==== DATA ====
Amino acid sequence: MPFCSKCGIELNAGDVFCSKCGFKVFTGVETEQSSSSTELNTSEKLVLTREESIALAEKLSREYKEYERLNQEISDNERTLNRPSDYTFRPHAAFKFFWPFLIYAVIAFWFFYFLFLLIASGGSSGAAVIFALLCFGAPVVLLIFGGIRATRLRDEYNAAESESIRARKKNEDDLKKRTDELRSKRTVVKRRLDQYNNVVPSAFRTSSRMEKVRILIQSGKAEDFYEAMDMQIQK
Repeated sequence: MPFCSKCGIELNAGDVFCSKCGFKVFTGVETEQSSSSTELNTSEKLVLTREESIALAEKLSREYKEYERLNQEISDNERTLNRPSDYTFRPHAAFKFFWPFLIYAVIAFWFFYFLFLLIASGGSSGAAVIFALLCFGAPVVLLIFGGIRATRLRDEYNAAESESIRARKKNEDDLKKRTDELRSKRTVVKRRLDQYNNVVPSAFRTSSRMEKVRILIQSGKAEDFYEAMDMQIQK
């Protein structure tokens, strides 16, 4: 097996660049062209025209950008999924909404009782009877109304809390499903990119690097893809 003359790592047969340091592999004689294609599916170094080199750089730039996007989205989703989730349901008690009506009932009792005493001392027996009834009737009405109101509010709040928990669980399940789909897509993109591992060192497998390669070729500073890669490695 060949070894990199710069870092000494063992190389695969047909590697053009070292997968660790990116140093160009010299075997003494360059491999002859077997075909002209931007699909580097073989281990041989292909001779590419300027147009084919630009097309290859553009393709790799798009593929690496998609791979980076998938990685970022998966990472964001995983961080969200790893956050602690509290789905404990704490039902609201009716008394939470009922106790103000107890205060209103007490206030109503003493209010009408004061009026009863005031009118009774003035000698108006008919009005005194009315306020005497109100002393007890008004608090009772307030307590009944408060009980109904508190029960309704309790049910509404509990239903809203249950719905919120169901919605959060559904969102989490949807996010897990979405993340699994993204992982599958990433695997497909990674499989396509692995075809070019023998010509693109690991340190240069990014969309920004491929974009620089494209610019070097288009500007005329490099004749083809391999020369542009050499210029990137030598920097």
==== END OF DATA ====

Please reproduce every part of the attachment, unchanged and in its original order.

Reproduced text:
Amino acid sequence: MPFCSKCGIELNAGDVFCSKCGFKVFTGVETEQSSSSTELNTSEKLVLTREESIALAEKLSREYKEYERLNQEISDNERTLNRPSDYTFRPHAAFKFFWPFLIYAVIAFWFFYFLFLLIASGGSSGAAVIFALLCFGAPVVLLIFGGIRATRLRDEYNAAESESIRARKKNEDDLKKRTDELRSKRTVVKRRLDQYNNVVPSAFRTSSRMEKVRILIQSGKAEDFYEAMDMQIQK
Repeated sequence: MPFCSKCGIELNAGDVFCSKCGFKVFTGVETEQSSSSTELNTSEKLVLTREESIALAEKLSREYKEYERLNQEISDNERTLNRPSDYTFRPHAAFKFFWPFLIYAVIAFWFFYFLFLLIASGGSSGAAVIFALLCFGAPVVLLIFGGIRATRLRDEYNAAESESIRARKKNEDDLKKRTDELRSKRTVVKRRLDQYNNVVPSAFRTSSRMEKVRILIQSGKAEDFYEAMDMQIQK
């Protein structure tokens, strides 16, 4: 097996660049062209025209950008999924909404009782009877109304809390499903990119690097893809 003359790592047969340091592999004689294609599916170094080199750089730039996007989205989703989730349901008690009506009932009792005493001392027996009834009737009405109101509010709040928990669980399940789909897509993109591992060192497998390669070729500073890669490695 060949070894990199710069870092000494063992190389695969047909590697053009070292997968660790990116140093160009010299075997003494360059491999002859077997075909002209931007699909580097073989281990041989292909001779590419300027147009084919630009097309290859553009393709790799798009593929690496998609791979980076998938990685970022998966990472964001995983961080969200790893956050602690509290789905404990704490039902609201009716008394939470009922106790103000107890205060209103007490206030109503003493209010009408004061009026009863005031009118009774003035000698108006008919009005005194009315306020005497109100002393007890008004608090009772307030307590009944408060009980109904508190029960309704309790049910509404509990239903809203249950719905919120169901919605959060559904969102989490949807996010897990979405993340699994993204992982599958990433695997497909990674499989396509692995075809070019023998010509693109690991340190240069990014969309920004491929974009620089494209610019070097288009500007005329490099004749083809391999020369542009050499210029990137030598920097």